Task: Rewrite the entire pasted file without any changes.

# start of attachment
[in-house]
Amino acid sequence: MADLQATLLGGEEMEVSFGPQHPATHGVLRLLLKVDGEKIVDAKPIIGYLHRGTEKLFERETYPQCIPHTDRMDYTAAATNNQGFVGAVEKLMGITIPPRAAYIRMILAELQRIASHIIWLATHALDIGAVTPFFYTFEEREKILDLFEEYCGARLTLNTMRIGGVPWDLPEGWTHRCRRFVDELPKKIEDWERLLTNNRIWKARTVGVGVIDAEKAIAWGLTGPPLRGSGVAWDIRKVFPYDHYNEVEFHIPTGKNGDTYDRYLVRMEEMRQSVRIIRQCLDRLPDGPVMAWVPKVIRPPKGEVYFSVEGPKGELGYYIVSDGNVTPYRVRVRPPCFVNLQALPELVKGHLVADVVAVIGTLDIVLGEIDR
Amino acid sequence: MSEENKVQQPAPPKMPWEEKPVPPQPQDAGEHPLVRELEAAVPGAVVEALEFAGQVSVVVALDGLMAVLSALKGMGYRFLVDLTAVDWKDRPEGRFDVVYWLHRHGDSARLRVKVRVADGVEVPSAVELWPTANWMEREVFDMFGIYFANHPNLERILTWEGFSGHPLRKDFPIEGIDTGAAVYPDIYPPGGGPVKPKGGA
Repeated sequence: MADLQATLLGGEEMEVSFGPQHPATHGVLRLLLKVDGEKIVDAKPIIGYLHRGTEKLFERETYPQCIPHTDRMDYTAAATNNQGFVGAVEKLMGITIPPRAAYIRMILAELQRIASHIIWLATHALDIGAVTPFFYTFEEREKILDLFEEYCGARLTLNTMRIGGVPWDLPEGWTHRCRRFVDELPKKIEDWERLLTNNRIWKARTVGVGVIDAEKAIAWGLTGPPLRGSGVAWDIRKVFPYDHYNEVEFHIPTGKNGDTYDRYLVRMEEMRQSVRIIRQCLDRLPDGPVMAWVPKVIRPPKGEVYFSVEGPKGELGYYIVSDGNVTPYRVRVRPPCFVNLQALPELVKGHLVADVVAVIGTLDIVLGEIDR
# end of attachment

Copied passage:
[in-house]
Amino acid sequence: MADLQATLLGGEEMEVSFGPQHPATHGVLRLLLKVDGEKIVDAKPIIGYLHRGTEKLFERETYPQCIPHTDRMDYTAAATNNQGFVGAVEKLMGITIPPRAAYIRMILAELQRIASHIIWLATHALDIGAVTPFFYTFEEREKILDLFEEYCGARLTLNTMRIGGVPWDLPEGWTHRCRRFVDELPKKIEDWERLLTNNRIWKARTVGVGVIDAEKAIAWGLTGPPLRGSGVAWDIRKVFPYDHYNEVEFHIPTGKNGDTYDRYLVRMEEMRQSVRIIRQCLDRLPDGPVMAWVPKVIRPPKGEVYFSVEGPKGELGYYIVSDGNVTPYRVRVRPPCFVNLQALPELVKGHLVADVVAVIGTLDIVLGEIDR
Amino acid sequence: MSEENKVQQPAPPKMPWEEKPVPPQPQDAGEHPLVRELEAAVPGAVVEALEFAGQVSVVVALDGLMAVLSALKGMGYRFLVDLTAVDWKDRPEGRFDVVYWLHRHGDSARLRVKVRVADGVEVPSAVELWPTANWMEREVFDMFGIYFANHPNLERILTWEGFSGHPLRKDFPIEGIDTGAAVYPDIYPPGGGPVKPKGGA
Repeated sequence: MADLQATLLGGEEMEVSFGPQHPATHGVLRLLLKVDGEKIVDAKPIIGYLHRGTEKLFERETYPQCIPHTDRMDYTAAATNNQGFVGAVEKLMGITIPPRAAYIRMILAELQRIASHIIWLATHALDIGAVTPFFYTFEEREKILDLFEEYCGARLTLNTMRIGGVPWDLPEGWTHRCRRFVDELPKKIEDWERLLTNNRIWKARTVGVGVIDAEKAIAWGLTGPPLRGSGVAWDIRKVFPYDHYNEVEFHIPTGKNGDTYDRYLVRMEEMRQSVRIIRQCLDRLPDGPVMAWVPKVIRPPKGEVYFSVEGPKGELGYYIVSDGNVTPYRVRVRPPCFVNLQALPELVKGHLVADVVAVIGTLDIVLGEIDR